No, the sale of the technology was not inevitable and will not last either.

A A big part of successful trading and investing is understanding how we humans are connected and allowing that understanding into our decision making. A significant trend in the human psychological make-up is a form of recency bias which assumes that what happens now will continue to happen, no matter how illogical that assumption is. This is what we’re seeing in some quarters right now when it comes to tech stocks.

There are those who say that the massive sell-off that we saw in the first week of this year was still ahead and will continue. It sounds scary and for the immediate future they could very well be right, but simple logic and every piece of evidence we have indicates that they will, at some point, be wrong. Their argument is that we started from record highs, so an adjustment had to come, but the fact that we hit record highs shows that the bad guys have always been, without fail, wrong in the past. They will be this time too, and not just because the weather favors the bulls.

What we have seen over the past decade is a fundamental shift in the way society operates and where wealth is generated. These changes occur occasionally in economic history and are driven by innovation. The invention of the steam engine caused a boom, for example, but then the internal combustion engine came along and forced trains to abandon while ushering in the automobile boom. A series of otherwise unrelated things such as the birth control pill and prepared and frozen foods have combined to expand the workforce by empowering women, massively expanding the talent pool and creating another boom. Each of these “revolutions” ultimately led to growth, but each time there were those who failed to recognize the potential and predicted disaster.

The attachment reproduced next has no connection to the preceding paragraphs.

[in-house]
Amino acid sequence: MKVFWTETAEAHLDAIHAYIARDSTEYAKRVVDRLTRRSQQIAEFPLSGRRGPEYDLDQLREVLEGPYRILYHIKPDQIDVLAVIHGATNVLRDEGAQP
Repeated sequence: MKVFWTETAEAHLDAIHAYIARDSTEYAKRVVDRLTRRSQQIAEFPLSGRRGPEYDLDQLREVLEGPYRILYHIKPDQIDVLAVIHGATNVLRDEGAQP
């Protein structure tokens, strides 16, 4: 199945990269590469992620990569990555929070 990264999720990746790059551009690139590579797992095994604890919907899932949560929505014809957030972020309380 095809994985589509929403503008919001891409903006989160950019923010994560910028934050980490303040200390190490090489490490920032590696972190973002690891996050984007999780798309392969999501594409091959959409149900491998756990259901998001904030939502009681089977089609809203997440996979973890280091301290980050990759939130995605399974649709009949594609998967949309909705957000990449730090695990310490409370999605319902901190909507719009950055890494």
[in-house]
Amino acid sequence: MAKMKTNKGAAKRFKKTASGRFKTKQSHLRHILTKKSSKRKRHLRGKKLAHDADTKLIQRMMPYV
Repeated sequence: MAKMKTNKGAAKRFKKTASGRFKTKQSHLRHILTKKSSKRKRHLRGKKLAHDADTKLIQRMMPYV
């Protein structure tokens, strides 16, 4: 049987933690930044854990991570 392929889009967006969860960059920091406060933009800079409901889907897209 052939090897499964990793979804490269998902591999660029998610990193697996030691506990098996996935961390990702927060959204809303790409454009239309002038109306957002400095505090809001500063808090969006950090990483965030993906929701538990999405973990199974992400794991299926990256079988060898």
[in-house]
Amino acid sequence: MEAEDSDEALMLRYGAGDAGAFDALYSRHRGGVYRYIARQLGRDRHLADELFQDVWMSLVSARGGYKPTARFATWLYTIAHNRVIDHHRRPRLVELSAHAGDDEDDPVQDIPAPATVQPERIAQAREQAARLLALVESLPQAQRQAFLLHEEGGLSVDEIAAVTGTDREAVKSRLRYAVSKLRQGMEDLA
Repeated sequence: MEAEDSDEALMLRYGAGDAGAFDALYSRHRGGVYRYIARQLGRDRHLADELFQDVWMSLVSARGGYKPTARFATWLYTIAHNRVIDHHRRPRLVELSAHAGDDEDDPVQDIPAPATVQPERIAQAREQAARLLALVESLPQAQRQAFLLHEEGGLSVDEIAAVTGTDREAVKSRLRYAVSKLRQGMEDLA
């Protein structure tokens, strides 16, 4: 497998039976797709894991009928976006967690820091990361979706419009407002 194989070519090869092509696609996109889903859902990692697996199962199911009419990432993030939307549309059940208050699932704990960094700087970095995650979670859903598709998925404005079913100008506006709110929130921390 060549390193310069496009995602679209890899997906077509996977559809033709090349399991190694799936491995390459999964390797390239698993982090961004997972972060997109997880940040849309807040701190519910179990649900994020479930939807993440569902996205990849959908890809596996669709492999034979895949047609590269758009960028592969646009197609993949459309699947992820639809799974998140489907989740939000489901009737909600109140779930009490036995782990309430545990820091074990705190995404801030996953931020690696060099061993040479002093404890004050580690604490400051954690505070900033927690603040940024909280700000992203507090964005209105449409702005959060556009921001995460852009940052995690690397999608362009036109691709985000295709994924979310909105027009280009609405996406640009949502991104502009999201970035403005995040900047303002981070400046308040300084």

Right now there are a few fundamental changes happening at the same time, but all of them are rooted in technological improvements. Globalization of the supply chain may have dubious employment benefits for workers and hurts some, but from a purely economic perspective, it is an extension of an idealized state where assets are allocated. in the most efficient way possible. However, this cannot be done without sophisticated computer programs to track and manage the overall corporate footprint. Then there is automation, again a bad thing for some but, from a purely economic point of view, an improvement in efficiency that will ultimately benefit society as a whole. Again, this is a technology dependent change.

It’s fundamental changes in the way we work and the way wealth is generated that will increase wealth as a whole. How we distribute this wealth will be a problem for politicians and philosophers, but, if the world’s total wealth is growing rapidly, it makes sense that the value of equity in related companies also increases.

The stock market, in pricing this, is just doing what it’s supposed to do.

When you hear a Wall Street analyst, TV headliner, or online commentator tell you that the sale of the technology is bound to happen and will continue for a while and be of major importance. , ignore them. It may well be that some individual actions have been taken in an unwarranted manner in the rise, but the overall outperformance of technology in general is fully justified and still has a long way to go.

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